The Hybrid Electronic Medical Registry Allows Benchmarking of Quality of Trauma Care: A Five-Year Temporal Overview of the Trauma Burden at a Major Trauma Centre in South Africa

  • M. M. DonovanEmail author
  • V. Y. Kong
  • J. L. Bruce
  • G. L. Laing
  • W. Bekker
  • V. Manchev
  • M. Smith
  • D. L. Clarke
Original Scientific Report



This study is a five-year follow-up of previously published review of the trauma workload at our institution. It aims to provide evidence about the quality of trauma care delivered by a major academic trauma service in South Africa to provide a temporal analysis of trauma trends in the city of Pietermaritzburg.

Materials and methods

All trauma patients admitted by the Pietermaritzburg Metropolitan Trauma Service (PMTS) for the period December 2012-April 2018 were retrieved from the Hybrid Electronic Medical Registry (HEMR) for analysis.


Over the five-year period, a total of 8722 trauma patients were admitted to Grey’s Hospital. There were 7242 (83.0%) males. The average age was 29.66 years. A total of 1719 (19.7%) patients less than 19 years of age, 377 (4.3%) older than 60 years of age and 1480 (17.0%) female patients were admitted following trauma. Table 3 breaks down the mechanism of trauma. A total of 5027 patients sustained blunt trauma (57.6%), and 3334 (38.5%) sustained penetrating trauma. A total of 4808 patients sustained intentional trauma implying that 55.1% of all trauma was secondary to grievous bodily harm or assault either in the form of a stab wound or GSW or of an assault. There was a total of 2232 road traffic-related incidents, of which 37.9% (845) were pedestrian victims. The mortality rate for all trauma admissions was 4.5% (396). Of these 396 deaths, 64 (16.2%) were classified at the morbidity and mortality conference as being avoidable.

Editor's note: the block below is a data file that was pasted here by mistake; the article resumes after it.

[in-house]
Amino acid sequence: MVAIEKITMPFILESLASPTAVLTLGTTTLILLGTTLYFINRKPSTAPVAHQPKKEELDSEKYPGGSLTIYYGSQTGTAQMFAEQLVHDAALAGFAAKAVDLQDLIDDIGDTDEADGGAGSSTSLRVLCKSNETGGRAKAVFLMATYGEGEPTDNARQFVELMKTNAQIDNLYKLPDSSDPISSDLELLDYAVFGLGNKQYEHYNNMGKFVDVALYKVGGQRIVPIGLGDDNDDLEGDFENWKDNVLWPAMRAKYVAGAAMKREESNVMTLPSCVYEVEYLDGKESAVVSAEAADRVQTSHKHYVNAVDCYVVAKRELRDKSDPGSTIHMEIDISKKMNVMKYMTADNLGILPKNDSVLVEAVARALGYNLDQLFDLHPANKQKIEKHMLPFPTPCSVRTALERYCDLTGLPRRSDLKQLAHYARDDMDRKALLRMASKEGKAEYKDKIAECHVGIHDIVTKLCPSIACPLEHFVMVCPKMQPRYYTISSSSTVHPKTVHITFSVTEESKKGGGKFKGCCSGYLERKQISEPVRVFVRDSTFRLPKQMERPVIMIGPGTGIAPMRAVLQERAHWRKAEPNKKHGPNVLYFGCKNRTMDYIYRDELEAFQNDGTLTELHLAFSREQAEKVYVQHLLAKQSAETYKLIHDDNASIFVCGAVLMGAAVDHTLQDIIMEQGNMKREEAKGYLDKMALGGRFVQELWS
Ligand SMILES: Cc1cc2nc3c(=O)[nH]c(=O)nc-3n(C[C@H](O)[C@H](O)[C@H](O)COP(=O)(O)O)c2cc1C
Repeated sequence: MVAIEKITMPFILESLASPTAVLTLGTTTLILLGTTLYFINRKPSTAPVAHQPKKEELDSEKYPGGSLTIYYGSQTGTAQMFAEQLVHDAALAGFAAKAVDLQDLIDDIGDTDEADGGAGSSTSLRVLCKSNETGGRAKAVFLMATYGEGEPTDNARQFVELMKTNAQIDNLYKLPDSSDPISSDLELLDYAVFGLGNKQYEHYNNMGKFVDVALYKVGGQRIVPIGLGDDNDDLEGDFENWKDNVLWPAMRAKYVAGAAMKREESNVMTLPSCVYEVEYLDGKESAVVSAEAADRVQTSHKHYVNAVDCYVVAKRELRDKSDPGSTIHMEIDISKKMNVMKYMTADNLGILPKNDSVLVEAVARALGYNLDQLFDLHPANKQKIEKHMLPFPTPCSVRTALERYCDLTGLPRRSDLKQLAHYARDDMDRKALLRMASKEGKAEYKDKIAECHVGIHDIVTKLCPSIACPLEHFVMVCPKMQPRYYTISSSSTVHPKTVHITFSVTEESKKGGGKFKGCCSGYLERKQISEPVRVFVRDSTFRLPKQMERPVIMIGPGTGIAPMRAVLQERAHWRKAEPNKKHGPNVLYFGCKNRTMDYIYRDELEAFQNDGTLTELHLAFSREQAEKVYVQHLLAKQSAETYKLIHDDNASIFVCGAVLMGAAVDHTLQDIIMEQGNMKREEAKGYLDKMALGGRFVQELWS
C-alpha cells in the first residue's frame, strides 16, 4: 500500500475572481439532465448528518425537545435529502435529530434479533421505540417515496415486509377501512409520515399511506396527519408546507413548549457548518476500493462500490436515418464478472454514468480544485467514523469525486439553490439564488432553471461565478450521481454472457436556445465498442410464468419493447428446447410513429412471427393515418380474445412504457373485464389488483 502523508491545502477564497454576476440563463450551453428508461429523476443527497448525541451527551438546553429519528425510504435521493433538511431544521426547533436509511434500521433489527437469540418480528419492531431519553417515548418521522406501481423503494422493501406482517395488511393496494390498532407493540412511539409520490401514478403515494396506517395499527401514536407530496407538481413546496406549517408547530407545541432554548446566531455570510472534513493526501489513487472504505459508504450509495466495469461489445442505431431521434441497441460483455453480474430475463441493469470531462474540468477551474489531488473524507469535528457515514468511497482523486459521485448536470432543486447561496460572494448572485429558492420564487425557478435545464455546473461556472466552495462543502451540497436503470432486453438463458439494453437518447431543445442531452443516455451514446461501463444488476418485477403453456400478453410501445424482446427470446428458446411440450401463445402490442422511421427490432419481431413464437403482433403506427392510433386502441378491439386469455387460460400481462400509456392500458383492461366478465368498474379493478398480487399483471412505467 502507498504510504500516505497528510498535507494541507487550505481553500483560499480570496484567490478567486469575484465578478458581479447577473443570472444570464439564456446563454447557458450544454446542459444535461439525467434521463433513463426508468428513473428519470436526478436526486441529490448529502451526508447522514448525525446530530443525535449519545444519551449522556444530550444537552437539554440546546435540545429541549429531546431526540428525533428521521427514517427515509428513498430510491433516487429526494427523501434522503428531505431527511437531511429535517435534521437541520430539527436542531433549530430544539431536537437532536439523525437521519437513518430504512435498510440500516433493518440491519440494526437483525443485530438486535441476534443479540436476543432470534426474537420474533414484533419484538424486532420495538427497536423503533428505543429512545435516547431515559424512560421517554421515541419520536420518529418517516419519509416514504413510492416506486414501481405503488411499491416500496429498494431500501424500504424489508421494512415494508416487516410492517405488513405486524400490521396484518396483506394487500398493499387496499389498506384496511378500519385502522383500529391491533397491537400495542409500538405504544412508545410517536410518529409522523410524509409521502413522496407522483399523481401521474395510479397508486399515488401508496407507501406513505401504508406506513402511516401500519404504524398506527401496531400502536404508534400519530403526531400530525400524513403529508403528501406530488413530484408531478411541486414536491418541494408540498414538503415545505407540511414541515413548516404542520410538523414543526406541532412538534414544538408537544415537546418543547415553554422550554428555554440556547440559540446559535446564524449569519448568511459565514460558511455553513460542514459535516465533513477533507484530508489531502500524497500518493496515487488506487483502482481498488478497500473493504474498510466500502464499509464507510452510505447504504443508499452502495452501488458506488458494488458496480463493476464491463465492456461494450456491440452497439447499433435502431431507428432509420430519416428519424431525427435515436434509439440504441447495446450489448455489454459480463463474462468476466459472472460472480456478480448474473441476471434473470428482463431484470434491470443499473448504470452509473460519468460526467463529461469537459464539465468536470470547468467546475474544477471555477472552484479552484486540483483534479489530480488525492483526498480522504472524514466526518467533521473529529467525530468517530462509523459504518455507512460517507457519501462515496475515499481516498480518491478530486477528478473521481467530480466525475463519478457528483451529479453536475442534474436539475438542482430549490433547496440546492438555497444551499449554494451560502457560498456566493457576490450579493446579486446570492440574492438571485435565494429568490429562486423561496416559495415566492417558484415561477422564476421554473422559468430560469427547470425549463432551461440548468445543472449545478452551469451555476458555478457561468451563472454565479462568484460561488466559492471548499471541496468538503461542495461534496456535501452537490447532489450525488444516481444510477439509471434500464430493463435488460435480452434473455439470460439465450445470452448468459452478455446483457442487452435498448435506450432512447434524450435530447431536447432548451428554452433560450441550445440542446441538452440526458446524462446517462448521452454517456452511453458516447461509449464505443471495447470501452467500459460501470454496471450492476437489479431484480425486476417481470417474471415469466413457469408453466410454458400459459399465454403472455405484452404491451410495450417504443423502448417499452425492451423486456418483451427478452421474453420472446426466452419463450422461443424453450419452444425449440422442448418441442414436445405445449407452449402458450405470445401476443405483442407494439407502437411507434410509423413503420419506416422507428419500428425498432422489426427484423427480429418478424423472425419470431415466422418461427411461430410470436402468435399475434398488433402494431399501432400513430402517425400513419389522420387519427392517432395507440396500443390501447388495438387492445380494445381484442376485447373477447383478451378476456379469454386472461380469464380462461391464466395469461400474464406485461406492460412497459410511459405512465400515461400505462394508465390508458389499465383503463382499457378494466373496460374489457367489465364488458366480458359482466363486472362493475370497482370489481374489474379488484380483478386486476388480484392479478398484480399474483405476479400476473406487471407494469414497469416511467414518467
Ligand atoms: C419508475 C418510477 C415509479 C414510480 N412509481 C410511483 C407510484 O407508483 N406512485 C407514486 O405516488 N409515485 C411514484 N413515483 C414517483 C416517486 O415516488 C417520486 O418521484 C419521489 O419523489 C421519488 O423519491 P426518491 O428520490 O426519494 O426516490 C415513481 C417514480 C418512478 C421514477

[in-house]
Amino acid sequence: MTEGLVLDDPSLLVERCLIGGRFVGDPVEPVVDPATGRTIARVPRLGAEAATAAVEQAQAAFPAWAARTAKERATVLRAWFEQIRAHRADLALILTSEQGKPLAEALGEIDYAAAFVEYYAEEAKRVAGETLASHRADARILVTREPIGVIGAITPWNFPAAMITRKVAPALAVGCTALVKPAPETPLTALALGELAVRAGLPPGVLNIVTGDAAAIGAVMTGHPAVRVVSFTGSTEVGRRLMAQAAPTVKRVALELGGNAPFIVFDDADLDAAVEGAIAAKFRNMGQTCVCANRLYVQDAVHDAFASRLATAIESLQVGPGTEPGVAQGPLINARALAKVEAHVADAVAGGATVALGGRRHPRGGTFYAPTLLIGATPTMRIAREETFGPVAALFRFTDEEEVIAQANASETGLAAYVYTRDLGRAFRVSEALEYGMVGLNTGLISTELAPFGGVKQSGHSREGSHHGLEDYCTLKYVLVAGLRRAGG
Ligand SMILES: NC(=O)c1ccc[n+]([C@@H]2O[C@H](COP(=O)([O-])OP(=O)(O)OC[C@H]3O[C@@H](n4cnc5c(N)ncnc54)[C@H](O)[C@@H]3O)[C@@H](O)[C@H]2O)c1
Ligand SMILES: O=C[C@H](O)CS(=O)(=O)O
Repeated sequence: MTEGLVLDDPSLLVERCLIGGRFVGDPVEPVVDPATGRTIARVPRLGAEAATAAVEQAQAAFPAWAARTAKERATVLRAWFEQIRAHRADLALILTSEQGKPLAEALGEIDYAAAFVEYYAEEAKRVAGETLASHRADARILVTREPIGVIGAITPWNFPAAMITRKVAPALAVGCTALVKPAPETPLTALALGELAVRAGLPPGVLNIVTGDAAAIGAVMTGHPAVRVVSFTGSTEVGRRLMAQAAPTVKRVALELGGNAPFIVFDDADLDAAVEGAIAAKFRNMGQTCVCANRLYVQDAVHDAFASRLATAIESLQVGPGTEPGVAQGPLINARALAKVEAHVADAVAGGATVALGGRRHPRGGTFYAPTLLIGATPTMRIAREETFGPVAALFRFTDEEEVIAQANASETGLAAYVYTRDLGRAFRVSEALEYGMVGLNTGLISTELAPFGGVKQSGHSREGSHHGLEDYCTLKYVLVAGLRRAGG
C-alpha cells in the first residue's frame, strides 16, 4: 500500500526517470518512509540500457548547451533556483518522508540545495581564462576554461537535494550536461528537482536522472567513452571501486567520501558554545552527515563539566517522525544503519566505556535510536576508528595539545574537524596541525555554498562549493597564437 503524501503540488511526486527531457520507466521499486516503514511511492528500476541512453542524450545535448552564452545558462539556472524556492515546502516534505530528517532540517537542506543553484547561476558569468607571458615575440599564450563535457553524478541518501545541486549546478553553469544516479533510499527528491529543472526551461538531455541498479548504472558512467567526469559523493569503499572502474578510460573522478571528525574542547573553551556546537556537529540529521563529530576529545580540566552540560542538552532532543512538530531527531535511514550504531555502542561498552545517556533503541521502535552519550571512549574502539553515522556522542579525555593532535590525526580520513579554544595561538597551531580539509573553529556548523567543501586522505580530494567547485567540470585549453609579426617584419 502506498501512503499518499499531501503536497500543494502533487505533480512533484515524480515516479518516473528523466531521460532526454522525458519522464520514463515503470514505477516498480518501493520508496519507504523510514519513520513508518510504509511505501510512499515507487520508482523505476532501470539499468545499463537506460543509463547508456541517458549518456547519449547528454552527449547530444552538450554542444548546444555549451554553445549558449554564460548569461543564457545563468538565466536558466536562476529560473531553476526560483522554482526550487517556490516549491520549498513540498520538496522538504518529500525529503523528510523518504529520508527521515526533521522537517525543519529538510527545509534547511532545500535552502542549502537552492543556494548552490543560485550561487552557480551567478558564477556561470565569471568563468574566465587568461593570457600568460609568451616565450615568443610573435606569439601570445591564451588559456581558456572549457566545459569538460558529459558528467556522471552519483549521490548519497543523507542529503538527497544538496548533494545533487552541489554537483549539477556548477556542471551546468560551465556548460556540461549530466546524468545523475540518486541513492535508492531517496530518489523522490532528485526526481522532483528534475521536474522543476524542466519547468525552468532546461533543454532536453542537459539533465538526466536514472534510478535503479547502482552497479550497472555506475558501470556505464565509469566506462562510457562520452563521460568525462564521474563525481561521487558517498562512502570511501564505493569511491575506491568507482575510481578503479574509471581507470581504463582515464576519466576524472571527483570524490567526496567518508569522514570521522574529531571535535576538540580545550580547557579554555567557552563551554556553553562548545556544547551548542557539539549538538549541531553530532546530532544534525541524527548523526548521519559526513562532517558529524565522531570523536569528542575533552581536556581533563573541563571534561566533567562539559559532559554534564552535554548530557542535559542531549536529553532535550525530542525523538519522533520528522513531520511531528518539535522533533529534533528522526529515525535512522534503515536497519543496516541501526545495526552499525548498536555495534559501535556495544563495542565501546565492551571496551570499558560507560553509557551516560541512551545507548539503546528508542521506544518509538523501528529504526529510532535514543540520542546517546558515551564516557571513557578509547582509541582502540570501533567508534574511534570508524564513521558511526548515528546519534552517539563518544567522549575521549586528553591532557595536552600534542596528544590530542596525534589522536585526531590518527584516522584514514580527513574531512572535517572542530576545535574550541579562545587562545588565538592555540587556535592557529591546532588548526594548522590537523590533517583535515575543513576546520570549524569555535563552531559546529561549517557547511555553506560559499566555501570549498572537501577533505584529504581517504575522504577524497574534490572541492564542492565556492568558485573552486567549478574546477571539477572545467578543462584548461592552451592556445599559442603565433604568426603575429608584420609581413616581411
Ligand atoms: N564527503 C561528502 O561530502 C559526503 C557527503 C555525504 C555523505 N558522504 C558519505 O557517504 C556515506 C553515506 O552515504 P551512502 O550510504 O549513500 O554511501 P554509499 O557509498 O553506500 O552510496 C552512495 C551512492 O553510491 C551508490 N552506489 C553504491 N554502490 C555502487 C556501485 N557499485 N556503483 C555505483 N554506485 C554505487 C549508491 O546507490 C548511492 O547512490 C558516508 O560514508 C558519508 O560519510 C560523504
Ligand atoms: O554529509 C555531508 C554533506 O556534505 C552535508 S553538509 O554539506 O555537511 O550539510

The HEMR has allowed us to track the burden of trauma presenting to our institution over a five-year period. This confirms previous studies over shorter time periods from our institution. The pattern of trauma has remained consistent, and the previously described high levels show no sign of decreasing. Interventions to try and reduce this burden are urgently required.


Compliance with ethical standards

Conflicts of interest

All authors declare that they have no conflicts of interest

Ethical approval

Ethics approval for this study and for maintenance of the registry was formally endorsed by the Biomedical Research Ethics Committee (BREC) of the University of Kwa-Zulu Natal (reference: BE 207/09).


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Copyright information

© Société Internationale de Chirurgie 2018

Authors and Affiliations

  • M. M. Donovan
    • 1
    Email author
  • V. Y. Kong
    • 2
    • 3
  • J. L. Bruce
    • 3
  • G. L. Laing
    • 3
  • W. Bekker
    • 3
  • V. Manchev
    • 3
  • M. Smith
    • 3
  • D. L. Clarke
    • 3
  1. 1.Stanford University School of MedicineStanfordUSA
  2. 2.Department of SurgeryUniversity of the WitwatersrandJohannesburgSouth Africa
  3. 3.Department of SurgeryUniversity of Kwa-Zulu NatalDurbanSouth Africa

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